They say, “April Showers Bring May Flowers”, but April downpours can also lead to flooded basements. Now that spring has arrived, frequent and unpredictable downpours are the norm. Responsible homeowners should be checking now to ensure their sump pump is in proper working order.

What is a sump pump? Do I have one?

No, it’s not a new version of the fist pump or the chest bump. A sump pump is a device that moves water from your basement, out of your home. A sump pit is a constructed pit—a hole carved below the surface of your basement floor. This pit, also known as a basin, houses a pump that is equipped with floats and valves that sense rising water levels. When the water gets too high, the sump pump automatically removes excess water from the basement and away from your house using a discharge line, keeping your basement dry.

Sump pumps are typically found in the corner of your basement, sometimes in a closet. It will look like a round hole in the ground. If you have one, you should make sure it is working properly.


DID YOU KNOW: Newer backup systems can actually connect to your home’s wifi which allows you to receive high-water and low-battery alerts right on your phone. Learn more about this awesome feature at zoellerpumps.com.

Here are some common sump pump issues to check for and how to fix them:

1. Power Outage or Battery Back-Up Failure

If your system doesn’t have a battery backup, we highly recommend adding one. Sump pumps are needed most in a severe storm when power may be knocked out. Having a backup power source will keep your pump working properly when it’s most needed. Make sure your battery is charged and your pump still operates when the power is disconnected. Also, confirm the fuse to the pump is not blown by attaching a light to the pump outlet and checking the circuit breaker or fuse box.

2. Pump Not Turning On

Slowly dump a large bucket of water into the sump to raise the float, making sure the pump turns on. If not, you may have a burned-out motor or another issue with the pump, requiring repair or replacement.

3. Pump Turns On, But Doesn’t Remove Water

Sometimes, the intake or discharge areas can become clogged. To check this, first unplug the unit. Remove the pump from the sump pit, clean it, and check for debris blocking either the intake or the discharge line. If your unit is operating but no water is being pumped out of the house, you may have a clog in your discharge line between the sump pump and outside. If the clog isn’t immediately obvious, we can help diagnose the problem.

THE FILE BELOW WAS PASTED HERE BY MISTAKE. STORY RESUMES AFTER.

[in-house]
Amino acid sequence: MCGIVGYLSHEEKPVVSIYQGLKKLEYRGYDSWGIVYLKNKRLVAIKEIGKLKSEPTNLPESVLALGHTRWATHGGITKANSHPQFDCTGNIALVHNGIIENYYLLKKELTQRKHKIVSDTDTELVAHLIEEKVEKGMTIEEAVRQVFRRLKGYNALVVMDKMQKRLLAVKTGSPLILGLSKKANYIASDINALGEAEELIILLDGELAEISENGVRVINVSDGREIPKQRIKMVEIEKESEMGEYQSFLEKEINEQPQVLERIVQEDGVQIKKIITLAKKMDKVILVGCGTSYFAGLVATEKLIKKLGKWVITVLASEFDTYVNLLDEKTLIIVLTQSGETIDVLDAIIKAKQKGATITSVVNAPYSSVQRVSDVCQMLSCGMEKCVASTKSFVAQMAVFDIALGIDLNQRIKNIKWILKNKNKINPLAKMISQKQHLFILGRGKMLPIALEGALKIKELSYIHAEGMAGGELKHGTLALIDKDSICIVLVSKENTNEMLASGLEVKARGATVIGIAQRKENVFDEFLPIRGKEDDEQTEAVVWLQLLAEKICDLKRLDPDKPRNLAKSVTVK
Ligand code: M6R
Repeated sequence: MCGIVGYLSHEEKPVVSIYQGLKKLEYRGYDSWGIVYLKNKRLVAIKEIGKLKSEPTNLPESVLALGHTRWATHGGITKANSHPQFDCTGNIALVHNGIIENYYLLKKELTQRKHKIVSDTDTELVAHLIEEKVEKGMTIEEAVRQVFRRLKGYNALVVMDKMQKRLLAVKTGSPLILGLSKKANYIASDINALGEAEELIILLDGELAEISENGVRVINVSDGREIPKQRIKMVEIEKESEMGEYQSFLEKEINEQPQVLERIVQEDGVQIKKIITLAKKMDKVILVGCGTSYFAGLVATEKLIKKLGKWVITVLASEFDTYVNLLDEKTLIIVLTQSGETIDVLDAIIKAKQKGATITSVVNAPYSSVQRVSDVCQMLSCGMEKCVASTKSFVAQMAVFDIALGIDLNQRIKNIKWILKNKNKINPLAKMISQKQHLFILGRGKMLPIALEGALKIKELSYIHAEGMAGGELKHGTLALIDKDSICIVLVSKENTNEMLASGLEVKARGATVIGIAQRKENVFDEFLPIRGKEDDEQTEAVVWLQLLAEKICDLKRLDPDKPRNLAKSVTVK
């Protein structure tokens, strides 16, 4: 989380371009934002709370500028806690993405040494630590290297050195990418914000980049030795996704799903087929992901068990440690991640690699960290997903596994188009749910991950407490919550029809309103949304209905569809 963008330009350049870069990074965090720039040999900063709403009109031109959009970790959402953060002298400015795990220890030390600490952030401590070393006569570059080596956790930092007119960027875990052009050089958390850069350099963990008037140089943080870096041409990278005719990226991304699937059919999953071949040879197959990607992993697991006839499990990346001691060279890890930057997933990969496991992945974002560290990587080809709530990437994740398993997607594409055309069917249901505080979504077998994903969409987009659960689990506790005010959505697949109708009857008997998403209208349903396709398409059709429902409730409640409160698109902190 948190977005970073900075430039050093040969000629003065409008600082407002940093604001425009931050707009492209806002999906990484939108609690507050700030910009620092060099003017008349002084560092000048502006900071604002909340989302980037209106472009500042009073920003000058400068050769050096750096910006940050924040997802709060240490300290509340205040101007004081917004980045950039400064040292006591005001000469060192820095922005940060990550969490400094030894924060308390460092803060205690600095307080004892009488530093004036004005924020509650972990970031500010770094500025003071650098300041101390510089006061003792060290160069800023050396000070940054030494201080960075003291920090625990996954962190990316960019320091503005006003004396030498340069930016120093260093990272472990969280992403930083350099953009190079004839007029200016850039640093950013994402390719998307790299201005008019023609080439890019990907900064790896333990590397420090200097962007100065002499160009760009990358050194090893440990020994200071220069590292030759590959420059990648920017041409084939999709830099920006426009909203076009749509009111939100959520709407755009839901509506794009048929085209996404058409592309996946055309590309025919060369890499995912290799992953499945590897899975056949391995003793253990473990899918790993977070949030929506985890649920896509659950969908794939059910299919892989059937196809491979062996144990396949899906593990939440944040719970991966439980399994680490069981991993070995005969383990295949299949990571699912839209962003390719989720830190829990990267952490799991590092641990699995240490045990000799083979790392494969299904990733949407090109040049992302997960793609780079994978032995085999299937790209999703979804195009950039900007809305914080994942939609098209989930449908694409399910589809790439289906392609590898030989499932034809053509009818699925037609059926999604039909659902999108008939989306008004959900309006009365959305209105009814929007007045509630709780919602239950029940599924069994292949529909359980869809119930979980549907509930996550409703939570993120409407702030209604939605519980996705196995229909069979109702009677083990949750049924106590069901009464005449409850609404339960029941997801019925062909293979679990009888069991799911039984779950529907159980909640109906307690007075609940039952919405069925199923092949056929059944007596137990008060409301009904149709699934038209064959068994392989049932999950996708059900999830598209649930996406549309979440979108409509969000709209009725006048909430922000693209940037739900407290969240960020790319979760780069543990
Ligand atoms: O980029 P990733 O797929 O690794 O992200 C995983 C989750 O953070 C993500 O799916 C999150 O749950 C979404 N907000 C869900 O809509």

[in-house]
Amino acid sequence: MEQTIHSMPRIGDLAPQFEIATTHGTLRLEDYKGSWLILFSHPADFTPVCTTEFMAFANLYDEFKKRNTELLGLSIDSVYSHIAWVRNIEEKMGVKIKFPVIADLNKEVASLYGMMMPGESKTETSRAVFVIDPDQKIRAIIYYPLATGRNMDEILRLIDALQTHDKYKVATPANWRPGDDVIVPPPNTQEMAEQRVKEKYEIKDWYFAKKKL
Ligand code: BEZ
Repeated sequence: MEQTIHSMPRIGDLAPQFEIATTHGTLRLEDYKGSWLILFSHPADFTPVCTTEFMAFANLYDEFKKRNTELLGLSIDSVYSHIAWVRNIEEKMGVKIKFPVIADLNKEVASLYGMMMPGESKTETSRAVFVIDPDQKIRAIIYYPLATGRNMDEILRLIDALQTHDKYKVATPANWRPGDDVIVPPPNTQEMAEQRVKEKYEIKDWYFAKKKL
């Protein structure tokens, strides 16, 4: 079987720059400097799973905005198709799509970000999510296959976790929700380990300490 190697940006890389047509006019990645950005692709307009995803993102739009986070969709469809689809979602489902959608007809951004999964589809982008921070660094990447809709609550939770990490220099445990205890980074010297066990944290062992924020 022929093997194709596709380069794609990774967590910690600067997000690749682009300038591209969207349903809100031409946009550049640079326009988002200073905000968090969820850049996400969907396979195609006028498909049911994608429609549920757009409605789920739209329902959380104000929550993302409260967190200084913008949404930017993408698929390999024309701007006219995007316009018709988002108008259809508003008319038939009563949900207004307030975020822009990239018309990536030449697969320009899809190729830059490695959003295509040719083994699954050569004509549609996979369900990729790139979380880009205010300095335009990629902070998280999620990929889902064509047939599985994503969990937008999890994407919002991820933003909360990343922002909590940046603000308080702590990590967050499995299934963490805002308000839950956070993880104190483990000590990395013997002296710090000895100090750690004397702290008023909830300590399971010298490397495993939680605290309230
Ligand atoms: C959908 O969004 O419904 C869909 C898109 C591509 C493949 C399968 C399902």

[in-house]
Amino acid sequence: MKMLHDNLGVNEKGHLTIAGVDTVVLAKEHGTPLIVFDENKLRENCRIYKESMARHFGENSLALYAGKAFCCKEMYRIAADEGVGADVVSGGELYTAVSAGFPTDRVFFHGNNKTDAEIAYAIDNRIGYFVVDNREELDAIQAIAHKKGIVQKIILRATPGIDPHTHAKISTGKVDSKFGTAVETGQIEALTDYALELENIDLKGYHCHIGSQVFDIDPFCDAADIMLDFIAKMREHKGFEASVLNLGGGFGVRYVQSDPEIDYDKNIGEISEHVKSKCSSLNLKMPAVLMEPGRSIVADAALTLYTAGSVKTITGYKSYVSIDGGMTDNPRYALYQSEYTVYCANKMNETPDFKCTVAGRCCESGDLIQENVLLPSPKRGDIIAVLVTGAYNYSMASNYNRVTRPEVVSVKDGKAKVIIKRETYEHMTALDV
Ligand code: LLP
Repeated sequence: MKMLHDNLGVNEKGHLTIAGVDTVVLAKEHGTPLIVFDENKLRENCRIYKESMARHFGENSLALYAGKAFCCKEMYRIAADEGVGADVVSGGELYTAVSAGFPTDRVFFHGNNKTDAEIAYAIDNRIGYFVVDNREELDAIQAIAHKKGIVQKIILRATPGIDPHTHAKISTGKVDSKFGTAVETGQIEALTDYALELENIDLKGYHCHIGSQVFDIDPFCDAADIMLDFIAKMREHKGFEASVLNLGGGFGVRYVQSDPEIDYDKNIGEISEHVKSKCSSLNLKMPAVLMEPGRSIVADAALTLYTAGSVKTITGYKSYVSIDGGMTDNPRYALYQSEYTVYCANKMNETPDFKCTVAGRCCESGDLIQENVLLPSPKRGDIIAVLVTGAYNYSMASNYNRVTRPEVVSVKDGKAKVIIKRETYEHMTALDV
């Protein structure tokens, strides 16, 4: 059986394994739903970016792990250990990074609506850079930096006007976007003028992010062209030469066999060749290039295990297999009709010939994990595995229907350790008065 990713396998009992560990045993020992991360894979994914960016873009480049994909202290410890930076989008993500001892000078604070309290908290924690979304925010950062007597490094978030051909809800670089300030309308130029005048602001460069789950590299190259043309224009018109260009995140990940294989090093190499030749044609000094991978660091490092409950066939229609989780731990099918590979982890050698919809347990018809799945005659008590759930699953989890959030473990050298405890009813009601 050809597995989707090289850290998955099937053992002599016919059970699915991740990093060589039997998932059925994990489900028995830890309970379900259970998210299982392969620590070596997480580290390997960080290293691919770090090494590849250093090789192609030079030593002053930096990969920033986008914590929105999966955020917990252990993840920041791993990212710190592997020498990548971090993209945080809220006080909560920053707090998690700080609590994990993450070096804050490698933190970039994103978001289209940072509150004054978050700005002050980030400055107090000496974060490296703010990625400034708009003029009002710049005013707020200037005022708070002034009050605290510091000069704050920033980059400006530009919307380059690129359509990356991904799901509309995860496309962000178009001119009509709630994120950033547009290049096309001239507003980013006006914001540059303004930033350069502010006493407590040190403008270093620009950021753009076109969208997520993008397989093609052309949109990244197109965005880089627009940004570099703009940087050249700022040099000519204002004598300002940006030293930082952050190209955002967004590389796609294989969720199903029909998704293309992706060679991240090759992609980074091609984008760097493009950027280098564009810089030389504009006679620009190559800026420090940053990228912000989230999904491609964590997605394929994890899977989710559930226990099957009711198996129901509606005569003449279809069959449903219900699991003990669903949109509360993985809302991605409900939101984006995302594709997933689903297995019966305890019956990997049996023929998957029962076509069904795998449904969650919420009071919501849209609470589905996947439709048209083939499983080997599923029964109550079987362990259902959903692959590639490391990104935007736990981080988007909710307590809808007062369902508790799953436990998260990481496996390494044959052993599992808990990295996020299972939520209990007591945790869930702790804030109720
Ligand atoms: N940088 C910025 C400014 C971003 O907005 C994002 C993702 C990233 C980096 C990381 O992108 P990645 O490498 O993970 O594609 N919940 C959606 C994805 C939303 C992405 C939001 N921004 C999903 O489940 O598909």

Sump Pump Backup Options

Water Jet Backup System

Your sump pump can actually be powered by municipal water eliminating the need for electricity. By using pressurized water, this type of system can actually “suck” water out of the basin using gravity. The downside is, it requires a backflow device which requires a yearly inspection. Many older homes are not equipped with this and would require additional work by a professional.

Battery Backup

The most common backup system utilizes a 12 volt battery similar to what you would find in your vehicle. The battery will keep a charge so that in the event of a power failure, the sump pump can still kick on. It is simple, and easy to maintain. Be sure to replace the battery every 4-5 years to avoid the battery losing a charge. While these systems are easier to install relative to the water-powered option, they do sometimes require a professional. 

The good news is that BOTH backup systems are cheaper than a flooded basement. Its always better to be proactive when it comes to your home’s plumbing system.

 If you need help with your backup system, or just want to learn more about sump-pumps, you can always give us a call! 


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